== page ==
The Drum’s 3 Actionable Insights series asks top industry leaders to share their thoughts about the actions our readers should take immediately. Lisa Clunie, chief executive of top independent agency Joan, explains why you should fight to stay focused, really commit to your ideas and why the ad industry ‘shouldn’t get drunk on itself.’
1. Do fewer things, really well. You need to simplify and make choices which is really one of the hardest things to do. It's the thing most clients struggle with. There's a benefit to being an agency because you can see a client's problem when you're not embroiled in it. Having that bird's eye view is very valuable. Then it’s about getting people rallied around simplifying, shortening the list of solutions, and then making sure that each aspect is really well taken care of. You don’t need to fill every hole or every bucket. No one should be saying ‘wait, we need to be on Discord.’ And, ‘wait, there’s this collaboration with Fortnite.’ It’s too much if you’re just spraying everywhere and spreading yourself too thin. You need to really focus your strategy otherwise you won’t be making enough of a difference on any one platform.
2. When you commit, truly commit. I learned this from my partner who always says, ‘commit to the bit like in comedy.’ If you're going to make a joke, you have to go all in and hammer that joke nine ways ‘til Sunday. The more you go at it, the funnier it gets. That same attitude needs to be brought to the agency. Pulling back at the last minute is a problem in our industry. It really hurts the end product, whether it be a strategic thought, a creative thought or an ambitious plan that you’re trying to build. You need to go for it because pulling back shakes client confidence. It distracts from the momentum that you've gained and you actually have to kind of restart the engine. When that happens, you never get the potency that you had in the first go. This compliments doing the idea of doing fewer things. You’ve got to make your choice and really go at it all the way.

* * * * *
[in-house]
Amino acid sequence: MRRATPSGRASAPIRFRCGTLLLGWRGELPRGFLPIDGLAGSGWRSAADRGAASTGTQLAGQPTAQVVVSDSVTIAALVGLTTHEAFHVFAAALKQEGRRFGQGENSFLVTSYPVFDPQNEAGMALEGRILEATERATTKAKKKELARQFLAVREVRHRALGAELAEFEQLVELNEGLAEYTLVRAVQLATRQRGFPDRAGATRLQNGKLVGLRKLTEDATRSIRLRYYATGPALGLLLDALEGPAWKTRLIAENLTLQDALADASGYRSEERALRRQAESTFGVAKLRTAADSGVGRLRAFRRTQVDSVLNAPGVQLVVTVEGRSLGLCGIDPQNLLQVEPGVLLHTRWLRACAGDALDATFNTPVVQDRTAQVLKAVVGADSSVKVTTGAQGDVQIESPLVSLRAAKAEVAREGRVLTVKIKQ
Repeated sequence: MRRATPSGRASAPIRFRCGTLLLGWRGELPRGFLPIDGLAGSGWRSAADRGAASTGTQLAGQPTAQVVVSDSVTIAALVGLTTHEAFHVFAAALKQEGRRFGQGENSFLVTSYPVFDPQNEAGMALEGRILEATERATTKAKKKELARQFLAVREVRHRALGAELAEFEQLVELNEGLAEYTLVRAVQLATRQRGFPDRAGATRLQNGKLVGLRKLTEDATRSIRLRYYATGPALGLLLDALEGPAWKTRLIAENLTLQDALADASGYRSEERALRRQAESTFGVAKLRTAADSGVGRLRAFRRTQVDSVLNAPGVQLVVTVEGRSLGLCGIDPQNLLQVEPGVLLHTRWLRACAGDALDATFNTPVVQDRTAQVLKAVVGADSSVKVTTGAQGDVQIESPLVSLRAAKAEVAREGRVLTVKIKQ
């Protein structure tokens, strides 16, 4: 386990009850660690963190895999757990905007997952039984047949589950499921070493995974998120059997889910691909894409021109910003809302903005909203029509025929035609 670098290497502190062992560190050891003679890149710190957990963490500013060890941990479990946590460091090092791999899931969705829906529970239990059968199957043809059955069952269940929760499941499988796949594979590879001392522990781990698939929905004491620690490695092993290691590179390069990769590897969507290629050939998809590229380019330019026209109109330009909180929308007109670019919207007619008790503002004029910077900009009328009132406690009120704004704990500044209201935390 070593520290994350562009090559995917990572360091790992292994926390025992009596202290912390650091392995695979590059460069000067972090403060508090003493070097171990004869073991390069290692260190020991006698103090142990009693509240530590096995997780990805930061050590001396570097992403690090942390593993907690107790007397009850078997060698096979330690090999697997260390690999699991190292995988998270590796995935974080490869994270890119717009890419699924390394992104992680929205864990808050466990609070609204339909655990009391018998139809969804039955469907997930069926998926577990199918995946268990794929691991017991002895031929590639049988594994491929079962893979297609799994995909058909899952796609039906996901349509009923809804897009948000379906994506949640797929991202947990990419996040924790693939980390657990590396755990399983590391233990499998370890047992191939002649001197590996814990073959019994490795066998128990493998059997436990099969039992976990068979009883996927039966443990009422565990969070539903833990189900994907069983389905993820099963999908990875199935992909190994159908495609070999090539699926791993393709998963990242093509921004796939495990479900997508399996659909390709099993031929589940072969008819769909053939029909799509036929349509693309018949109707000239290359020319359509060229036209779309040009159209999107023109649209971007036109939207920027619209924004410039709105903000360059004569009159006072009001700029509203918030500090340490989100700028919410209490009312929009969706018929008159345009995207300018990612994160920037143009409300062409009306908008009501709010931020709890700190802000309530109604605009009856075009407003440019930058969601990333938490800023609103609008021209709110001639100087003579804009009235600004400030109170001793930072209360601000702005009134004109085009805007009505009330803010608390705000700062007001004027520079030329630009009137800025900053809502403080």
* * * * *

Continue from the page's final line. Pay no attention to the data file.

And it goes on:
3. Keep your mind in the culture, not in the boardroom. I care a lot about word choice. I hate corporate buzzwords. For example, I hate the word ‘consumers’ and other words that dehumanize us and make us all robots. The world sort of weirdly changes within the four walls of the boardroom. Everyone starts thinking like audiences are TV watchers from the nineties. It's extremely important to really live your life. Love your relationships. Get out there, do things and think about your work as part of culture. You have to be citizens of the world, understand the world itself and then bring that back to the business… The ad industry has a tendency to get drunk on itself. It’s a closed loop where you read what everyone else is doing. You study the work. Then you try to compete with that and win award shows. It just ends up being us talking to ourselves and putting the same kind of work out there over and over again. It can be a very insular industry. To me it's a very important thing to keep your non-advertising related friend group. Entertain yourself with things outside of this industry and make sure you're checking yourself and ask ‘do I like this or am I trying to please the industry?’ The next question is: ‘will audiences love it?’ Make sure to keep your perspective versus drinking the Kool Aid.